About Mark Eltringham

Mark is the publisher of Workplace Insight and IN Magazine. He has worked in the office design and management sector for over twenty five years as a journalist, marketing professional, editor and consultant.

Posts by Mark Eltringham:

UK construction hits new low as service sector shrinks

Graph Down ArrowThe three little words nobody wanted to hear at the start of 2013 are triple dip recession. Yet even as the US managed to avoid its own fiscal cliff at the turn of the year, two reports raised fresh fears that the UK’s recovery would be postponed for a while yet. According to the Markit/CIPS Purchasing Managers’ Index, UK construction hit a six-month low as the sector dropped from an index of 49.3 in November to 48.7 in December. This is well below the index of 50 which indicates a contraction in activity. Meanwhile another report from Markit/CIPS reported an unexpected fall in the UK’s service sector. More →

Free briefing – key technology trends for 2013

Insight Briefing - 2013 Technologies_0000The latest of our free Insight Briefings, sponsored by Condeco, is now available to view and download. It explores the major workplace technology trends for 2013, including unified communications, BIM, space utilisation, the Cloud and BYOD asking not only what the technologies are in and of themselves, but what their likely implications are for workplace designers and managers. Just click the image above to view or download the report. 

Govt looking to save £600m with shared services

The latest wheeze from the Government as it looks to ‘streamline’ the public sector’s back-office functions including purchasing is to create two Independent Shared Service Centres as part of the Next Generation Shared Service Plan. Pick through the usual gobbledegook and acronyms and what you will find are some significant developments  as The Cabinet Office seeks to save up to £600 million a year in administration costs. More →

Mayor announces green fit-out of 400 buildings

City_HallThirteen building services contractors have been awarded a contract to retrofit around 400 London public sector buildings to make them more energy efficient. The work is being carried out as part of London Mayor Boris Johnson’s RE:FIT initiative. The new programme of work is expected to last four years and will see contractors guarantee a set level of savings based on the energy conservation measures implemented. More →

London companies heading off to the East

Hello to all this

Hello to all this

…East London that is. According to property consultants Cushman & Wakefield we are seeing a net migration of companies away from their West End heartland towards the supposedly more creative and tech-focussed districts of Clerkenwell, Shoreditch and King’s Cross.  The firm reports that the take-up of West End office space fell by around a quarter to 2.5m sq ft in 2012.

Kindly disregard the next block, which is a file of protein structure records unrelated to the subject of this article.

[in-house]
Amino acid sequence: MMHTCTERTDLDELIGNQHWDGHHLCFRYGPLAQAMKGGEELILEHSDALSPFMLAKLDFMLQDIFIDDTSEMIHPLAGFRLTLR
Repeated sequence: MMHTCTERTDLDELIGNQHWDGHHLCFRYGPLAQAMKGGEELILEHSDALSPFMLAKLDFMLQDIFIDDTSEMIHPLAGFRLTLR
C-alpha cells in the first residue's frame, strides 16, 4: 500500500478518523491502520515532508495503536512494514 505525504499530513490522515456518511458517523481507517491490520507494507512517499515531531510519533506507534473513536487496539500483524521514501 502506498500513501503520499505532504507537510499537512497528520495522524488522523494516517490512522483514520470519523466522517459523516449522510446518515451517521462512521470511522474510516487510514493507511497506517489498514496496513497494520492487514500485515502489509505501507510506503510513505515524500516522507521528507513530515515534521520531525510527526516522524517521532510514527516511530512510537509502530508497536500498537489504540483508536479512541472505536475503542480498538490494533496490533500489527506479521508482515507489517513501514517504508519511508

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Regional slump responsible for overall UK property fall

Canary-Wharf_1

The New Year starts with news from Chicago based property broker Jones Lang LaSalle that investors spent some £ 30 billion on  income generating property in the U.K. during 2012, about 9 percent less than in 2011. However there was a marked disparity between the London market and the rest of the UK. London deals totaled £18 billion in 2012, the highest figure for four years, while purchases outside the capital reached 12 billion pounds, the lowest amount over the same period. More →

Global office market to stabilise during 2013

JakartaA new report from consultants Cushman and Wakefield has predicted that the global commercial real estate market will stabilise over the next twelve months and, in some areas of the world, may enjoy a degree of growth.  While acknowledging wide regional variations, the report claims that there are some clear global themes that can be identified, not least in the ongoing growth of markets in Asia. Significant growth is not expected in the majority of regions until 2014 and beyond.

Councils told to pool procurement resources

Manchester Town HallBritain’s local authorities have been told by the Government to find more ways to share back office functions and buy goods and services together to gain discounts and reduce costs. In a document, 50 ways to save: examples of sensible savings in local government, published by the Department for Communities and Local Government in December, councils were given a number of ideas about how they could reduce their annual spend. The report can be seen here.
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Report of poor public sector procurement practices

white-hall-place

Many firms that have worked with the public sector will have their own particular stories about the failings of its procurement processes. The Government’s promise to look into this has now led to it publishing a report from the Cabinet Office released just before Christmas (great timing as ever). You can see the report looking at the failings of public procurement as reported by the supply side here. Or -straight from the horse’s mouth – an interview with Sally Collier, Government Deputy Chief Procurement Officer here.